Thursday, August 8, 2013

Board of Commissioners Announces New Executive Director

At the end of June, our beloved director Sharman Smith stepped down from her job as the voice of libraries in Mississippi. Although we still miss her presence here, we know that the memory of her person and the words of advice and wisdom she left with us will remain for a very long time. That is why we are thrilled to look toward the future of Mississippi libraries with this exciting message that we received today:
The Board of Commissioners of the Mississippi Library Commission is happy to announce that Mrs. Susan Cassagne has accepted the position as Executive Director.  Mrs. Cassagne currently serves as the Director of the Judge George W. Armstrong Library in Natchez, Mississippi.  She brings a wealth of experience and knowledge of all types of Mississippi libraries, as well as many years of experience working with the Mississippi Legislature and with our National Senators and Congressmen.
We are truly thrilled to welcome Director Cassagne to her new position.

They opened the door and stepped in.
They stopped.
The library deeps lay waiting for them.
-Ray Bradbury, Something Wicked This Way Comes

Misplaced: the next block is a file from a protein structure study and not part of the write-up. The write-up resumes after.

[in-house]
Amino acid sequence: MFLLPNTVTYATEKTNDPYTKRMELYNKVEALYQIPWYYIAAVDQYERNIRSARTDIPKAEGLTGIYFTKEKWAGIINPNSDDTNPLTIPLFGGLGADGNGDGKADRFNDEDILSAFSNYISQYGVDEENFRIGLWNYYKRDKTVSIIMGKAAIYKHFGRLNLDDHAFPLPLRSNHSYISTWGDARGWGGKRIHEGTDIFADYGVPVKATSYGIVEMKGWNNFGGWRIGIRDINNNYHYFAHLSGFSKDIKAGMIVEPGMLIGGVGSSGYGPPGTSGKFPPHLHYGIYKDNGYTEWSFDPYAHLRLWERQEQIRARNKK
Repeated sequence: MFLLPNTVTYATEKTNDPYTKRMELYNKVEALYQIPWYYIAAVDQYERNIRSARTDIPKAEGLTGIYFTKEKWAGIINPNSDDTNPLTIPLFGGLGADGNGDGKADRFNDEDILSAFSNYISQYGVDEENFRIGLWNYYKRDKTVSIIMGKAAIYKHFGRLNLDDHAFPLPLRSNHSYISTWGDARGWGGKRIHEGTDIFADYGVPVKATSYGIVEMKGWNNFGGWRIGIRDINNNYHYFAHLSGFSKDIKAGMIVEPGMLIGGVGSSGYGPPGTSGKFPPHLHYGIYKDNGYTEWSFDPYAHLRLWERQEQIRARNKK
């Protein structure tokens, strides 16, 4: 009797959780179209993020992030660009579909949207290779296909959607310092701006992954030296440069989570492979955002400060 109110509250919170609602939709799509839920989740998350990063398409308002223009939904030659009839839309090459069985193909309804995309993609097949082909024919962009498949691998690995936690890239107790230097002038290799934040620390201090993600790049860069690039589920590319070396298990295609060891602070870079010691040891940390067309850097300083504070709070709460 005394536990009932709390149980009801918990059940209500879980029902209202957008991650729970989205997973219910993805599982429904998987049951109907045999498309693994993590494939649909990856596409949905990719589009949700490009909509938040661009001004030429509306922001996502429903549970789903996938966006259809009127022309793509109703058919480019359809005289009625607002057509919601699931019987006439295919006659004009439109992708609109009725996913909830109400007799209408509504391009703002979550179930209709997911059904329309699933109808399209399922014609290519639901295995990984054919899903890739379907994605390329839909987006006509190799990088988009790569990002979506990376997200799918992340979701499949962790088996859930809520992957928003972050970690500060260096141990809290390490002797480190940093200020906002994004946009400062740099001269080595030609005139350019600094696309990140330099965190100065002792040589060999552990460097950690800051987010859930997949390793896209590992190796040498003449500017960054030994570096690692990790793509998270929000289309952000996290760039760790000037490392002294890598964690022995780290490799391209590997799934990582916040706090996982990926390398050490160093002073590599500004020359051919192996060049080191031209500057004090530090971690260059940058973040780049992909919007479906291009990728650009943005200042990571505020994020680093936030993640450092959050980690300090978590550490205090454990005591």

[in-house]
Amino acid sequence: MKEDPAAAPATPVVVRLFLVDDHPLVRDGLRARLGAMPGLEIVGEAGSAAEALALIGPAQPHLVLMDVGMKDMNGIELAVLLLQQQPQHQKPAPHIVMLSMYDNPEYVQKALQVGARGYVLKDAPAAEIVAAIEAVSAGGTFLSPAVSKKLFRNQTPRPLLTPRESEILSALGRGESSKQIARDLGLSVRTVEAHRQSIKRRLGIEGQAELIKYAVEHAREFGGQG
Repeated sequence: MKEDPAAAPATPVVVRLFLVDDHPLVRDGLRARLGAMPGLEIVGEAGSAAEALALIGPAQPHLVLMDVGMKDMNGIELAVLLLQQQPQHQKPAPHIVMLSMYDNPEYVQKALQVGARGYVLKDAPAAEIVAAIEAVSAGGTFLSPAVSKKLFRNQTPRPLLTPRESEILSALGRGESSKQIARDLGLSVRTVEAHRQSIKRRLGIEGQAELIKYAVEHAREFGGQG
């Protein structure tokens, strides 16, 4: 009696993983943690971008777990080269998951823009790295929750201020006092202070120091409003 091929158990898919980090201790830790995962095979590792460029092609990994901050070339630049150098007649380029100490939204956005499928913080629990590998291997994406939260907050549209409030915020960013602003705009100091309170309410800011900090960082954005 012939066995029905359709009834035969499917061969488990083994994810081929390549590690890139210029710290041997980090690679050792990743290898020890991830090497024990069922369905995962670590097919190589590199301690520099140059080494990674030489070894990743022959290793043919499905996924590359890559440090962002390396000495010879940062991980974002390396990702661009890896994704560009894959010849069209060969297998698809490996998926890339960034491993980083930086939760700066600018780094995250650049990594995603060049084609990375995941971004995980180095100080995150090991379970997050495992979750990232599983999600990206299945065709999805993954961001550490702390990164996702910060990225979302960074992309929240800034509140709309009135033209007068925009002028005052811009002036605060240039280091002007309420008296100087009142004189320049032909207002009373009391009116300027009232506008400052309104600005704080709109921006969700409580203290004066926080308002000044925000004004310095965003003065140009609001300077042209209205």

Open the door. Step in. And welcome!

Tuesday, August 6, 2013

Easter Flood

We recently received a request for images of the 1979 flood in Mississippi, known as the Easter flood. The Pearl River crested on April 17, 1979 after days of heavy rain, and soon flooded into Jackson and surrounding creeks. Several homes, schools, businesses, and other pieces of property were heavily damaged in the process. "It was the worst Pearl River flood in recorded history, topping the old flood record, set in 1902, by more than 5 feet" (6).

We thought we'd share this image we found in the book The Great Flood by the Clarion-Ledger and Jackson Daily News.  This picture caught our attention because of the large pile of library books damaged as a result of the flood hitting the library of Jackson Preparatory School!

"About half of the 12,000 ruined books in the library of Jackson Preparatory School on Lakeland Drive were destroyed by the flood. The books were piled in the middle of a classroom" (107).

For more pictures on the Easter flood, check out the aerial views on The Clarion-Ledger's website.
Check out this pin, and other pins on our "Mississippi History" board!

Hederman, T.M., Jr., ed. The Great Flood. Jackson: Clarion-Ledger/Jackson Daily News, 1979. Print
Mississippi History Timeline:

Thursday, August 1, 2013

Remembering William Hollingsworth, Jr.

Today marks the anniversary of Mississippi artist, William Hollingsworth's, death in 1944. Here is a book plate created by the famed artist as found in the book To Paint and Pray: the Art and Life of William R. Hollingsworth, Jr. by Robin Dietrick:

Are you interested in finding out more about him? Revisit our past blog posts about him here and here!

by Shivon
Dietrick, Robin. To Paint and Pray: the Art and Life of William R. Hollingsworth, Jr. Mississippi Museum of Art: Jackson, MS, 2012. Print